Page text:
“Very close to the highest-ever.”
Just $5,000 more, and the City of Kilgore’s November sales tax check would have been a record-breaker.
According to Kilgore City Manager Josh Selleck, the monthly allocation from the Texas Comptroller’s Office – Glenn Hegar won re-election to a second-term this week – was just shy of beating a decade-old high for the community.
At $1,194,832.12, the allocation of sales tax revenues announced this week is a 37.26 percent increase on the same check a year ago, continuing Kilgore’s steady increase in the regular returns.
There’s a catch, though.
“People see this and it gives them a false hope it’s bigger than it is,” Selleck said Friday. “The reality of it is, we have to be careful.”
As exciting as the million-plus number is, he added, it has to be kept in context, and it doesn’t change the fact the city can’t rely on sales tax to fund ongoing operations.
“These are dollars that will only ever be spent on one-time maintenance projects, one-time quality of life projects … whatever the council determines they should be spent on,” Selleck said. “All those extra dollars that come in mean there are more roads that can be maintained, more one-time projects that can be done.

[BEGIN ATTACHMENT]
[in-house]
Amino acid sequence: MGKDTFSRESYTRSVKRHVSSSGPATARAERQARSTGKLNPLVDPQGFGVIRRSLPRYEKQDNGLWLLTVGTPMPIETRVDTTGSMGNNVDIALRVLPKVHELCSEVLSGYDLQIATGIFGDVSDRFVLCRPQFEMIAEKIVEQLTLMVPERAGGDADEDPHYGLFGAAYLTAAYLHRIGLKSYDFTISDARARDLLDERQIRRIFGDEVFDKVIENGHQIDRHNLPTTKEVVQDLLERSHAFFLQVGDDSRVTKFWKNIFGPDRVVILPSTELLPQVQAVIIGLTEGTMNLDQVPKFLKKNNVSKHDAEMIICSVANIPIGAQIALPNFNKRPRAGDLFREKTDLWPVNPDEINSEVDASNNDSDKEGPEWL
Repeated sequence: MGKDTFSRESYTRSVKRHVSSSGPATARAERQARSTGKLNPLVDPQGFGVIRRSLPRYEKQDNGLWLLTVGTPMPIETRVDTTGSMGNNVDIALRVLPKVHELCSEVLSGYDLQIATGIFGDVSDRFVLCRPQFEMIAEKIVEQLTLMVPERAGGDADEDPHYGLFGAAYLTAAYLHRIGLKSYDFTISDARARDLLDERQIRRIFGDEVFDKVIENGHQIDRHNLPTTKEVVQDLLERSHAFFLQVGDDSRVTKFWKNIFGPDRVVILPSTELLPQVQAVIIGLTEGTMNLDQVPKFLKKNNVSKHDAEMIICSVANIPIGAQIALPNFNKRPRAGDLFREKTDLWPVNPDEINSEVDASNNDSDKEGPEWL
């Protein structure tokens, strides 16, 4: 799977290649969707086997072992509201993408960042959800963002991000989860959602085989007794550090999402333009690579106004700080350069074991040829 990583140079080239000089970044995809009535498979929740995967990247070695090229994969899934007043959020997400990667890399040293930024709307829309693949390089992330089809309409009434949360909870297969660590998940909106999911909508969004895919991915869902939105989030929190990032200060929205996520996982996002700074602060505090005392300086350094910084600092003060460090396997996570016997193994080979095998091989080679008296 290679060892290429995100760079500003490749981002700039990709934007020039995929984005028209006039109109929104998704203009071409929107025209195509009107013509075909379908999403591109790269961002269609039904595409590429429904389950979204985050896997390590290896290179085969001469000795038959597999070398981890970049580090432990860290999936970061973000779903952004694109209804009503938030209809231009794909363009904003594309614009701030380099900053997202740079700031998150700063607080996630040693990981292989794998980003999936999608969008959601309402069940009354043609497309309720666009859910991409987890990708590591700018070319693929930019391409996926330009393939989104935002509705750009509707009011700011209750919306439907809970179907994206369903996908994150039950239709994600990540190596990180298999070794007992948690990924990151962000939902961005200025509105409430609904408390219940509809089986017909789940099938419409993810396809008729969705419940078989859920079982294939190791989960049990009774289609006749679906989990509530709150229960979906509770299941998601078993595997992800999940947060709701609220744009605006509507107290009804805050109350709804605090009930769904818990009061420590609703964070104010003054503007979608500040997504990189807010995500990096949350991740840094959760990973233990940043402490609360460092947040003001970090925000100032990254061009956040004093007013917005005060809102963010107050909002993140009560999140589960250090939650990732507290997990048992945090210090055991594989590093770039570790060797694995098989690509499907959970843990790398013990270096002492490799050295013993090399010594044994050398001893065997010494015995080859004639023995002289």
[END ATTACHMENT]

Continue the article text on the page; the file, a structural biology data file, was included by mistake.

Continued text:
“I feel like it’s really important to be more and more clear about what we know, which is that nearly 100 percent of the growth is from a very, very, very small number of companies. There’s a single company that has accounted for the entirety of this growth.”
Details about that company cannot be shared due to restrictions set by the comptroller’s office.
Elsewhere, “We see small growth numbers from other companies, but there are other companies that still have offsetting declines,” the city manager added. “From our budget methodology, we’re still where we were two years ago. Our base number is still about $5.1 million which is what it was about three years ago, which is why we started using it as our base for sales tax.”
All that said, the November 2018 does become the second-highest sales tax allocation Kilgore has ever received.
“Our previous second-highest-ever was in August of this year,” Selleck noted. “The highest-ever was back in February of 2009 – that number was about $5,000 higher than this.”
Don’t count on the monthly sales tax allocations as a regular pattern, Selleck cautioned.
“We don’t know how long that will last," he said.
Statewide, Hegar is distributing $817 million in local sales tax revenues this month, a 5.4 percent increase on November 2017.
According to the comptroller’s Wednesday release, “These allocations are based on sales made in September by businesses that report tax monthly, and sales made in July, August and September by quarterly filers.”
In Kilgore, City Hall receives two-thirds of the monthly sales tax revenues. The remainder benefits Kilgore Economic Development Corporation.